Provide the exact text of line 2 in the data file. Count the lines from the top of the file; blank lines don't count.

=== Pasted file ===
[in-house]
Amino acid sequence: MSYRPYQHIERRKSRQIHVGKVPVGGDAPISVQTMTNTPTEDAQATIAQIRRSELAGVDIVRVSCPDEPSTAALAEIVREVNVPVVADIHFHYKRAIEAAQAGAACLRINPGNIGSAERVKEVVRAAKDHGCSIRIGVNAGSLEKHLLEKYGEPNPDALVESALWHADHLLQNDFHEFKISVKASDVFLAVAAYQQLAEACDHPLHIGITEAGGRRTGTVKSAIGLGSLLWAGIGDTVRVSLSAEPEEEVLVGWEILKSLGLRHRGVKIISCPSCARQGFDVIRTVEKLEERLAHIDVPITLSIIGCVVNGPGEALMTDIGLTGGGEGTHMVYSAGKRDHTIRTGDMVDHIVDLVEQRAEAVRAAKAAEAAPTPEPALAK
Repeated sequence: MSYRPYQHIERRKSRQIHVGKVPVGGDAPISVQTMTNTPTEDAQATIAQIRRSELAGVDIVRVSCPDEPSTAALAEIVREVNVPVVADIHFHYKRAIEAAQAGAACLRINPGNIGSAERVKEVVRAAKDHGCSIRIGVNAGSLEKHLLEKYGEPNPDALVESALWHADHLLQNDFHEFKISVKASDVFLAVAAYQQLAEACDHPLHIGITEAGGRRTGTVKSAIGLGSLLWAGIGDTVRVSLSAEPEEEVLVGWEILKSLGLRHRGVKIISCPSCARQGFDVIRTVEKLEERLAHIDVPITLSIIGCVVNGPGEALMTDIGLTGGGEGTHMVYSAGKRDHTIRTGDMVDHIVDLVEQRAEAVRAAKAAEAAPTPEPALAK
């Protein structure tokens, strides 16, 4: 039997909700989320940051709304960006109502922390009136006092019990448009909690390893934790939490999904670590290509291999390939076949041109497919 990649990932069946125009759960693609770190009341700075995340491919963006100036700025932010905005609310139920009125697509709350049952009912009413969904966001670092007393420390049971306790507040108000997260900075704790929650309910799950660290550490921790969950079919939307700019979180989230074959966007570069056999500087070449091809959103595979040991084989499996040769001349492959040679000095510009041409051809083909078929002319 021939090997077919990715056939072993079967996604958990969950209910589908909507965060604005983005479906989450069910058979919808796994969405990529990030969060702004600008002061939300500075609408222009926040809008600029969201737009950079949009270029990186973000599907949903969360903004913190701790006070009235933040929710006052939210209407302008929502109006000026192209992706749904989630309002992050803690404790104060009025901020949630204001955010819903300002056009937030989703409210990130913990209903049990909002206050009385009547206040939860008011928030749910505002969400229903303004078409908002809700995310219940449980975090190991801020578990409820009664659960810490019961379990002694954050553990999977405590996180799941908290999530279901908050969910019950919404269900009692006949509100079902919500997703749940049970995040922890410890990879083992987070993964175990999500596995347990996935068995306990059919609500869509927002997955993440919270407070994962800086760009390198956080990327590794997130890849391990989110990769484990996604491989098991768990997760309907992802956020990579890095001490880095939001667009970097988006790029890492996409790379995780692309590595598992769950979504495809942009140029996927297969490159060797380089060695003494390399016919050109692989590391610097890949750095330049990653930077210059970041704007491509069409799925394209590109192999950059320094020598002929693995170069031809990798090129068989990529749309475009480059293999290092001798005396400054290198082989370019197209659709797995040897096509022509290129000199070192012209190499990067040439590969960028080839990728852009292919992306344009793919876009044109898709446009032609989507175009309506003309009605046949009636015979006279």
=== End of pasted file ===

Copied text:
Amino acid sequence: MSYRPYQHIERRKSRQIHVGKVPVGGDAPISVQTMTNTPTEDAQATIAQIRRSELAGVDIVRVSCPDEPSTAALAEIVREVNVPVVADIHFHYKRAIEAAQAGAACLRINPGNIGSAERVKEVVRAAKDHGCSIRIGVNAGSLEKHLLEKYGEPNPDALVESALWHADHLLQNDFHEFKISVKASDVFLAVAAYQQLAEACDHPLHIGITEAGGRRTGTVKSAIGLGSLLWAGIGDTVRVSLSAEPEEEVLVGWEILKSLGLRHRGVKIISCPSCARQGFDVIRTVEKLEERLAHIDVPITLSIIGCVVNGPGEALMTDIGLTGGGEGTHMVYSAGKRDHTIRTGDMVDHIVDLVEQRAEAVRAAKAAEAAPTPEPALAK